Judd Nelson made an indelible mark on Ally Sheedy before his actual audition began. “We were upstairs”, says Sheedy of herself, Ringwald, Hall, and Estevez. “We had all gotten cast except for Judd’d part. We were walking up to go to the office, and he was actually outside the building, hitting a ball against the wall. He is very graceful and beautiful,” says Sheedy, “and he is very dark. Not just in the way he looks, in the way he is. He has this complicated thing.” While throwing the tennins ball against the wall, waiting to be called into the audition room, Nelson was listening to music on his walkman, the music Bender would listen to, and he had the volume pumped up as loud as it would go. “I was listening to The Sex Pistols’s ‘Holiday in the Sun,’” remembers Nelson. “There was this little outdoor area where I am waiting to go in and read. I have a tennis ball and I am throwing it against the wall, with this thing blasting about as loud as it could go. Minding my own business. I get this tap—someone tells me, ‘You’ve gotta calm down.’” Interestingly, this interference actually helped Nelson get even more in touch with Bender’s anger. “I go, ‘What?!?” remembers Nelson. “He says, ‘You’re throwing this ball too loud,’ and I go, ‘WHAT?!! And I walk around a bit, and smoke a cigarette.” By the time Nelson walked into the audition room, he had completely inhabited Bender. “He was acting like he was that guy,” remembers Michelle Manning.
"Boy, these conservatives are really something, aren’t they? They’re all in favor of the unborn. They will do anything for the unborn. But once you’re born, you’re on your own. Pro-life conservatives are obsessed with the fetus from conception to nine months. After that, they don’t want to know about you. They don’t want to hear from you. No nothing. No neonatal care, no day care, no head start, no school lunch, no food stamps, no welfare, no nothing. If you’re preborn, you’re fine; if you’re preschool, you’re fucked." ~ George Carlin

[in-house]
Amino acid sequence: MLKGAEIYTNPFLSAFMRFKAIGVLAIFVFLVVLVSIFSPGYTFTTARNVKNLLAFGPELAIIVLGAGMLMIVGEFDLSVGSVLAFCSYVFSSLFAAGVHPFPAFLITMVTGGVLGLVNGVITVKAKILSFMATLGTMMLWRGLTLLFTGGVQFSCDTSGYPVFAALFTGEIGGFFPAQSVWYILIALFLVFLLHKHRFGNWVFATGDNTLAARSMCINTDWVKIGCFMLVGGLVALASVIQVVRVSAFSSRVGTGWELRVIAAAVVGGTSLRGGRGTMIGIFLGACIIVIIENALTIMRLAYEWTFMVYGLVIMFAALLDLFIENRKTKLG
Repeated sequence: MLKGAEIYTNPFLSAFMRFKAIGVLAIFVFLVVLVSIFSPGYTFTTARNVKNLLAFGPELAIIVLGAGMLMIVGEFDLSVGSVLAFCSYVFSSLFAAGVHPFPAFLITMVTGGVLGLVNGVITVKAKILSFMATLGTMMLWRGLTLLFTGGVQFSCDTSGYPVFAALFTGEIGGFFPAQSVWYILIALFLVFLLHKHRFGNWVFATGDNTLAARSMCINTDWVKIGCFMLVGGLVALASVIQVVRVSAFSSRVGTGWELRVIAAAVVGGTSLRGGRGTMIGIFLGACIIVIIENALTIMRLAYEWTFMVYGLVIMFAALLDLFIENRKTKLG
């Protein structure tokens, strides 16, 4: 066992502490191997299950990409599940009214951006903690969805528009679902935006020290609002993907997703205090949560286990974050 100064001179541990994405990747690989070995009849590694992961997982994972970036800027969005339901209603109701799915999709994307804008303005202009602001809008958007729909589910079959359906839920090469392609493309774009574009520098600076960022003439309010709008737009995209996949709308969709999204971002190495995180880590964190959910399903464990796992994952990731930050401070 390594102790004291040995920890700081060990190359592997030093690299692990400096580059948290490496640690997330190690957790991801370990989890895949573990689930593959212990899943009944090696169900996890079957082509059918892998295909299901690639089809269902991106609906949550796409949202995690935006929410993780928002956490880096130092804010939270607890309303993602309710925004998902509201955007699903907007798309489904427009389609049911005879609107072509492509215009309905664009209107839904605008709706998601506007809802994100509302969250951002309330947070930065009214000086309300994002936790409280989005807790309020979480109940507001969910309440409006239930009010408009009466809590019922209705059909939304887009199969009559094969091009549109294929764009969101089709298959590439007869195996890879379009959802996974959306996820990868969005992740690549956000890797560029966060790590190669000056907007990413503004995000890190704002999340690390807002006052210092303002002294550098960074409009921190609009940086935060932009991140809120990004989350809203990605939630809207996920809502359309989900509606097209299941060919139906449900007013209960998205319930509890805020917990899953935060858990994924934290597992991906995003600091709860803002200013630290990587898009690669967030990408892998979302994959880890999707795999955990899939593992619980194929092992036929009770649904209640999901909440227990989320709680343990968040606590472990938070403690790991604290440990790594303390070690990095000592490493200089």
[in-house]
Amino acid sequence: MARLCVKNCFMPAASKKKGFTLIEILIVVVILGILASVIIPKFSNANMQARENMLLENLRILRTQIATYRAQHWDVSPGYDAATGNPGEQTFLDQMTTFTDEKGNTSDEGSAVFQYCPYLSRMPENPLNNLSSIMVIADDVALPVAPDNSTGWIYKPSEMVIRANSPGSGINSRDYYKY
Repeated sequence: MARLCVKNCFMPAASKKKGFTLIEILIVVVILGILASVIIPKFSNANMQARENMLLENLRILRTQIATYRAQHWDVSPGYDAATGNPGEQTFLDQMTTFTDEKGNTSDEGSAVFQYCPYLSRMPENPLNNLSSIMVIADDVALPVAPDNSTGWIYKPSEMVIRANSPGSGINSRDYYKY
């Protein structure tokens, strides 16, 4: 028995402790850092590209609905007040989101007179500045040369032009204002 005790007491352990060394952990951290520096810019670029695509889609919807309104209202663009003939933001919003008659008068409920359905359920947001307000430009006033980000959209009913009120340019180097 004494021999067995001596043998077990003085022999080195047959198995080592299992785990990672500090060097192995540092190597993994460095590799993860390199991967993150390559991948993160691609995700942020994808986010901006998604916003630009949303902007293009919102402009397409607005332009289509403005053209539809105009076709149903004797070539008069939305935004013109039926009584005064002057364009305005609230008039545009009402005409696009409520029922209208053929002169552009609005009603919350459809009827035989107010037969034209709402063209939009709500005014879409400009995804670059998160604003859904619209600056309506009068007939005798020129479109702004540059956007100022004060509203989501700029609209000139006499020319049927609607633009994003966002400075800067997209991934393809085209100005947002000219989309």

It’s not that I don’t love you. It’s the sound I heard when I was 9 and my father slammed the front door so hard behind him I swear to god it shook the whole house. For the next 3 years I watched my mother break her teeth on vodka bottles. I think she stopped breathing when he left. I think part of her died. I think he took her heart with him when he walked out. Her chest is empty, just a shattered mess or cracked ribs and depression pills.
It’s not that I don’t love you. It’s all the blood in the sink. It’s the night that I spent 12 hours in the emergency room waiting to see if my sister was going to be okay, after the boy she loved, told her he didn’t love her anymore. It’s the crying, and the fluorescent lights, and white sneakers and pale faces and shaky breaths and blood. So much blood.
It’s not that I don’t love you. It’s the time that I had to stay up for two days straight with my best friend while she cried and shrieked and threw up on my bedroom floor because her boyfriend fucked his ex. I swear to god she still has tear streaks stained onto her cheeks. I think when you love someone, it never really goes away.
It’s not that I don’t love you. It’s the six weeks we had a substitute in English because our teacher was getting divorced and couldn’t handle getting out of bed. When she came back she was smiling. But her hands shook so hard when she held her coffee, you could see that something was broken inside. And sometimes when things break, you can’t fix them. Nothing ever goes back to how it was. I got an A in English that year. I think her head was always spinning too hard to read any essays.